McGill University: Marjoleine Kars wins 2021 Cundill History Prize
Marjoleine Kars has been named winner of the 2021 Cundill History Prize for Blood on the River: a Chronicle of Mutiny and Freedom on the Wild Coast (The New Press). Kars accessed a previously untapped Dutch archive to reveal the little-known story of a 1763 slave rebellion in Berbice, a Dutch colony in present-day Guyana. Drawing on nearly 900 interrogation transcripts – extremely rare verbatim accounts from suspected rebels, bystanders, and witnesses – she is able to provide a unique day-by-day account of the revolt, in the words of both colonists and, crucially, the slaves themselves.
A professor of history at the University of Maryland, Baltimore County, Kars grew up in the Netherlands and now lives in Washington, D.C. A noted historian of slavery, she is also the author of Breaking Loose Together. The historian receives US$75,000 – the largest reward for a work of non-fiction in English.
The two runners-up are the UK-based Canadian historian Rebecca Clifford, Professor of Transnational and European History at the University of Durham (Survivors: Children’s Lives after the Holocaust, Yale University Press), and the French historian Marie Favereau, Associate Professor of History at Paris Nanterre University (The Horde: How the Mongols Changed the World, Belknap Press of Harvard). They each receive a Recognition of Excellence Award of US$10,000.
Michael Ignatieff, 2021 Chair of the Jury, announced the winner of the leading international history prize, administered by McGill University during a virtual ceremony.
“In our second year running the Cundill History Prize as a fully digital programme, we have reached an even bigger audience with some of the best history writing being produced right now, and today’s winner announcement marks the highpoint of another fantastic season of events,” said Mary Hunter, Interim Dean of the Faculty of Arts at McGill University. “Our 2021 jurors have chosen three extremely relevant finalists and, with Marjoleine Kars’ Blood on the River, we have a winner that brilliantly combines what our prize is seeking: mastery of the historian’s craft, a compelling narrative, and a fresh perspective on a topic that couldn’t be more relevant today.”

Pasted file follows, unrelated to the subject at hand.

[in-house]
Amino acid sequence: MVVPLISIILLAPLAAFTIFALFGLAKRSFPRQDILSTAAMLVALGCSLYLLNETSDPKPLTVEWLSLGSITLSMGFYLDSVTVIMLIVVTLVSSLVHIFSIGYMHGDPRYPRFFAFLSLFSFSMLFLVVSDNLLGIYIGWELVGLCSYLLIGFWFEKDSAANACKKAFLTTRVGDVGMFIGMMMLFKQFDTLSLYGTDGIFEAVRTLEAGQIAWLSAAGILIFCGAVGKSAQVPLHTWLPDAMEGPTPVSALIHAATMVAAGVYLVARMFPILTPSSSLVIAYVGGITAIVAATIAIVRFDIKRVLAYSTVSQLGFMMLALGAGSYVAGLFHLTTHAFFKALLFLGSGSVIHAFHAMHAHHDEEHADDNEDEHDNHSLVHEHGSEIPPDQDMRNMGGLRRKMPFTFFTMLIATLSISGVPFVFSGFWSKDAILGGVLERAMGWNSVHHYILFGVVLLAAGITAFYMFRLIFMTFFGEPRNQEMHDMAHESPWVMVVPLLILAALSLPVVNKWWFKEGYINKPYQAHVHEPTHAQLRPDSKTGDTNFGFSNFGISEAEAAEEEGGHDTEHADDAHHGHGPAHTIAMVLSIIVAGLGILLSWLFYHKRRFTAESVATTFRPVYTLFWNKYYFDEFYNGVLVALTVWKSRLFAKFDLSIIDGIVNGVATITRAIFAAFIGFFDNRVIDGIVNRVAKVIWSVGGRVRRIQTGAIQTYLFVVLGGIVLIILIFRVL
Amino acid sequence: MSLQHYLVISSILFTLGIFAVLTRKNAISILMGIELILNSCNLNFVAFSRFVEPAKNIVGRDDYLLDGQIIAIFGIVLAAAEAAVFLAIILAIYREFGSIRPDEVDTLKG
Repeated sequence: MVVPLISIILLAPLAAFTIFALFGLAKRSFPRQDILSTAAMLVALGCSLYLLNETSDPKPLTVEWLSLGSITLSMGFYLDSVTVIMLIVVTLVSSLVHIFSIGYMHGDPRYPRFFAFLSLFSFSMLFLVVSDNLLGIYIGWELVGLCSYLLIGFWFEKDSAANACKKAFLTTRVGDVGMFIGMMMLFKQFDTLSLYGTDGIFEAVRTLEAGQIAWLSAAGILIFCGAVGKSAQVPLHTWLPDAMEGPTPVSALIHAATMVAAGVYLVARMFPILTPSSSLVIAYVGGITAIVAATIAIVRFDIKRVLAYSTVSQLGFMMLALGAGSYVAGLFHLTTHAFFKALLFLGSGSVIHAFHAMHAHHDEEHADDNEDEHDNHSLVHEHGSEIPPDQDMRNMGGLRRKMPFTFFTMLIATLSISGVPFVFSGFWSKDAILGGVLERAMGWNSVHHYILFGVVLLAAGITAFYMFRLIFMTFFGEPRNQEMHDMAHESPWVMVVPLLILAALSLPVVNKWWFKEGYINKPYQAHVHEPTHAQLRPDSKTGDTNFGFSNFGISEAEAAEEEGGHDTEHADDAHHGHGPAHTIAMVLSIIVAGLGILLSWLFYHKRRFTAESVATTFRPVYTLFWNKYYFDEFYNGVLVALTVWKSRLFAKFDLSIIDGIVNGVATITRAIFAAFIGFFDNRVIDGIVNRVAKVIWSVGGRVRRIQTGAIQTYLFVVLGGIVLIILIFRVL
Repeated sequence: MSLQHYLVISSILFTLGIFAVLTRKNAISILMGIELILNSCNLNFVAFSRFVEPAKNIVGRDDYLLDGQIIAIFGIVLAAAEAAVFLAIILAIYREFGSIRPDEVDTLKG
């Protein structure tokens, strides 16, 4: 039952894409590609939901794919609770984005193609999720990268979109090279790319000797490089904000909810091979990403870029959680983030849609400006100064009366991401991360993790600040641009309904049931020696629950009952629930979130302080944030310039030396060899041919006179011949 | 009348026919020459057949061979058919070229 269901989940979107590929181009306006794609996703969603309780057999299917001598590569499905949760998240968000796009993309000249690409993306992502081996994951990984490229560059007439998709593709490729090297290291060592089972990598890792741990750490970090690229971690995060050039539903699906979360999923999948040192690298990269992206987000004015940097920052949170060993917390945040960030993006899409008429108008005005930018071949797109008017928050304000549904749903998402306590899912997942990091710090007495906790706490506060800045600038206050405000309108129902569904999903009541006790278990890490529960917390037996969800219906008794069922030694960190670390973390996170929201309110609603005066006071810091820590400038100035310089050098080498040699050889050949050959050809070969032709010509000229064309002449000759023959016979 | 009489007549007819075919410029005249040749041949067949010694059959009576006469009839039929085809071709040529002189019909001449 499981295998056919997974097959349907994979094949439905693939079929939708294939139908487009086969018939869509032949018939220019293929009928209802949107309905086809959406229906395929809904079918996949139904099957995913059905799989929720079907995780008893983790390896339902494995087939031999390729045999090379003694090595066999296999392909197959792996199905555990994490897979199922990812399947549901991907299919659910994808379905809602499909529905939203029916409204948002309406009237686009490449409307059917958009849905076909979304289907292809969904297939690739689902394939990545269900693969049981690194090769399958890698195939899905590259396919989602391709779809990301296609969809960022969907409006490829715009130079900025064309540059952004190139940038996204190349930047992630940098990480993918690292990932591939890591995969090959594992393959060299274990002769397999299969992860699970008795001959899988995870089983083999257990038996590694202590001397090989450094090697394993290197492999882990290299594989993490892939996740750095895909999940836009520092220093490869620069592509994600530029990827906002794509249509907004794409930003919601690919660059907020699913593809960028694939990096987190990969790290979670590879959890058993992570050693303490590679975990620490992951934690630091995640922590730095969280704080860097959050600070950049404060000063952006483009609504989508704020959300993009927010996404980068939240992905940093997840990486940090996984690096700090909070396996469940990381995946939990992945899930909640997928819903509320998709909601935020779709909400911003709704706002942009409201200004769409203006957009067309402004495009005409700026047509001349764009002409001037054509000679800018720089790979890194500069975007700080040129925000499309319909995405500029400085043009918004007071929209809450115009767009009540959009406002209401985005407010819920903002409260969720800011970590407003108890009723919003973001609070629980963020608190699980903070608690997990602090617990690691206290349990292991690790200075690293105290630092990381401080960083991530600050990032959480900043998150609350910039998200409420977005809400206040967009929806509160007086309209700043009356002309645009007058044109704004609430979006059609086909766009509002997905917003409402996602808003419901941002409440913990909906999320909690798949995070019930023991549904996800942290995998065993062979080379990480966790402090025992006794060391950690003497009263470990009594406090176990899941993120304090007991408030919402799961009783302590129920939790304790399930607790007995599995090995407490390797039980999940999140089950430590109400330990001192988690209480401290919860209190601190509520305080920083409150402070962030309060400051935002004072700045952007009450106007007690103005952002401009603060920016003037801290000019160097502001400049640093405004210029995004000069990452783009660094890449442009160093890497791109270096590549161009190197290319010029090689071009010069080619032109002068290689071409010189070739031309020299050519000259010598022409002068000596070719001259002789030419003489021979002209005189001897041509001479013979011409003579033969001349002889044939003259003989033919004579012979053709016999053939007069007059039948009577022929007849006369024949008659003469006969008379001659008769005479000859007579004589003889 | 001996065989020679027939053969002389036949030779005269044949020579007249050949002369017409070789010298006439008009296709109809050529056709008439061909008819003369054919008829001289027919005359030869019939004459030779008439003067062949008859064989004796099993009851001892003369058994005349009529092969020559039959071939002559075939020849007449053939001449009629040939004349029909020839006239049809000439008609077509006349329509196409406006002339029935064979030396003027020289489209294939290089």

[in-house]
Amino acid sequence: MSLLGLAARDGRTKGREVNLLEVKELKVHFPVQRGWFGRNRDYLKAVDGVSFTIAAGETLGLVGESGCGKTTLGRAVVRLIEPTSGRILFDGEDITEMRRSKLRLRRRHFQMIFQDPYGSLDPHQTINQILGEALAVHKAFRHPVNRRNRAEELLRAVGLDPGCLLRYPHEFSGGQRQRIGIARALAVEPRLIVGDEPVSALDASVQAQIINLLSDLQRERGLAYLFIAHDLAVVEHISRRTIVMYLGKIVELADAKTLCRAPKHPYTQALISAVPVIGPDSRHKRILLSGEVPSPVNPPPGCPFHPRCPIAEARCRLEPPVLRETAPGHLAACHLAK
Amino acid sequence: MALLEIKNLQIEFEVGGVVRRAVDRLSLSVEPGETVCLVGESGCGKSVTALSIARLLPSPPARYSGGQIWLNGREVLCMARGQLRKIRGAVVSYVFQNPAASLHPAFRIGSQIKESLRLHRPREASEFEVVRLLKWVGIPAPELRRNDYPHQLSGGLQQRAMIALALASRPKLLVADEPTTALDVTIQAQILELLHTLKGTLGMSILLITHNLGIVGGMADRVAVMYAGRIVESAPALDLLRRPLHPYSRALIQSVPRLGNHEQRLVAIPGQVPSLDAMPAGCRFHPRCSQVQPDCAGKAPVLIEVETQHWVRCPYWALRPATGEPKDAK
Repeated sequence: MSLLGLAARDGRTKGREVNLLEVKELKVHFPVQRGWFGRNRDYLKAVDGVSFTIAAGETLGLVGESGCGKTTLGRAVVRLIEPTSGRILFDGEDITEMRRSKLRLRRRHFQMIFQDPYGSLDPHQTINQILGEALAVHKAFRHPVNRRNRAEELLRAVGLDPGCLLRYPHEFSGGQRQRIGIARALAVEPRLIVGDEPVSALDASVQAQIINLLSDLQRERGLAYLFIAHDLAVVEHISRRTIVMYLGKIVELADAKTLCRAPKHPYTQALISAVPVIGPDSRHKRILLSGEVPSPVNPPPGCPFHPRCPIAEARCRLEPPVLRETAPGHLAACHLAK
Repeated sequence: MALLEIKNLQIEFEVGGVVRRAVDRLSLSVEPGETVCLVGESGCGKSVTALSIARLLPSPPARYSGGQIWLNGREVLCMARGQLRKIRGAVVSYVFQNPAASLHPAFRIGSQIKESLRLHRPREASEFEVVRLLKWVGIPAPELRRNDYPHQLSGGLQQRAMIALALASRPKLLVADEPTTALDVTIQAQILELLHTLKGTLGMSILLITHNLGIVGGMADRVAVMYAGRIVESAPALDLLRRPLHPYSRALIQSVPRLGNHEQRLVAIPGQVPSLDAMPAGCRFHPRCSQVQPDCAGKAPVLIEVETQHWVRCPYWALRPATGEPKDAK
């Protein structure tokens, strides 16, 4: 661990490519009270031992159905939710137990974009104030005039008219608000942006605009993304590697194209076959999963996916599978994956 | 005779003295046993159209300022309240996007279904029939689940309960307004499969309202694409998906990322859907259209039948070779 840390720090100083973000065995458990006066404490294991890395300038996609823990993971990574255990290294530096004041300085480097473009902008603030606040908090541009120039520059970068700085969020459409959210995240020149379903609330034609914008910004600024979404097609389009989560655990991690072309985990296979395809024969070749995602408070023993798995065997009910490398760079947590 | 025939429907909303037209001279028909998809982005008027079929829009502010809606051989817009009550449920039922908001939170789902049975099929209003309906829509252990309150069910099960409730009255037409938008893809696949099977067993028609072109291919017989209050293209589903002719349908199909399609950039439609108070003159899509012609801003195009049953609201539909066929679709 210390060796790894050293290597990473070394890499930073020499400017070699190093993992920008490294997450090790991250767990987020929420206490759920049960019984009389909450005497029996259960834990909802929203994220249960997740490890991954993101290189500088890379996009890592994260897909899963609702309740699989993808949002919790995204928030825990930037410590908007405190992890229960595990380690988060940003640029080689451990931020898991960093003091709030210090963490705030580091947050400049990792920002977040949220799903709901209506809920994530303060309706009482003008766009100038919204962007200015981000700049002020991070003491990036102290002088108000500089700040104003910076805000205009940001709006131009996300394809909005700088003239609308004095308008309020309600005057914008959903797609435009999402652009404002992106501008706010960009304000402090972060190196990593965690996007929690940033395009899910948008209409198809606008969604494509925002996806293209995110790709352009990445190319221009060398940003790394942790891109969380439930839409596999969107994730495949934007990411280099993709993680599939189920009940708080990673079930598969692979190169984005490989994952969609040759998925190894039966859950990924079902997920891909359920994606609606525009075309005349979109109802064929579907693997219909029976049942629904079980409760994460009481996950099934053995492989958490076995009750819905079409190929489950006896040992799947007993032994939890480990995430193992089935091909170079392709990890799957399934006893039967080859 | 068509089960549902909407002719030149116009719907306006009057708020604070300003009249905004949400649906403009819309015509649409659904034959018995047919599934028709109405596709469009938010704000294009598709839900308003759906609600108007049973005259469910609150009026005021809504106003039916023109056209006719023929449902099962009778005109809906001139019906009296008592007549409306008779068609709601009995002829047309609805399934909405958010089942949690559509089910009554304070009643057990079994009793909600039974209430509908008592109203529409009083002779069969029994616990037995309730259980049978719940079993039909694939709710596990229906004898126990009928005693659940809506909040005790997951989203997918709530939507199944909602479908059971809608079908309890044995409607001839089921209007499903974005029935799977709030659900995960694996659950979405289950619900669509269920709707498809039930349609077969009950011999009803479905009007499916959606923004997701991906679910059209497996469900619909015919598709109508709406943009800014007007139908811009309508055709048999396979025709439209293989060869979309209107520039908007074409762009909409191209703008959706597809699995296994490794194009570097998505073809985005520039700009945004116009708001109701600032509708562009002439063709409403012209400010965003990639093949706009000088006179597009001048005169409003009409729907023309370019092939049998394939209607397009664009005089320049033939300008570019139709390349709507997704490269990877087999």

The ceremony was hosted by Nahlah Ayed, presenter of CBC Ideas, from the Montreal Museum of Fine Arts, the traditional venue of the gala. It was broadcast live in partnership with History Hit, whose presenter Dan Snow conducted live interviews with the finalists. The event concluded the Cundill History Prize Festival, a 2-day programme of digital events that delivered the prize to its global audience. It can now be re-watched here.
Camilla Townsend kicked off the Cundill History Prize Festival on Wednesday (December 1), delivering the 2021 Cundill Lecture on “Thinking About the Aztecs”. The event was brought to an international audience in partnership with HistoryExtra. Later that day, the Cundill Forum, in partnership with CBC Ideas, saw a conversation between finalists Rebecca Clifford, Marie Favereau and Marjoleine Kars under the headline “Why Do We Rewrite History?”.
Endowed by F. Peter Cundill, a distinguished McGill alumnus, philanthropist, and renowned global investor, the Cundill History Prize is open to books in English, as well as works translated into English, from anywhere in the world, regardless of the author’s nationality or place of residence.
Previous winners are: Camilla Townsend (2020), Julia Lovell (2019), Maya Jasanoff (2018), Daniel Beer (2017), Thomas W. Laqueur (2016), Susan Pedersen (2015), Gary Bass (2014), Anne Applebaum (2013), Stephen Platt (2012), Sergio Luzzatto (2011), Diarmaid MacCulloch (2010), Lisa Jardine (2009), Stuart B. Schwartz (2008).
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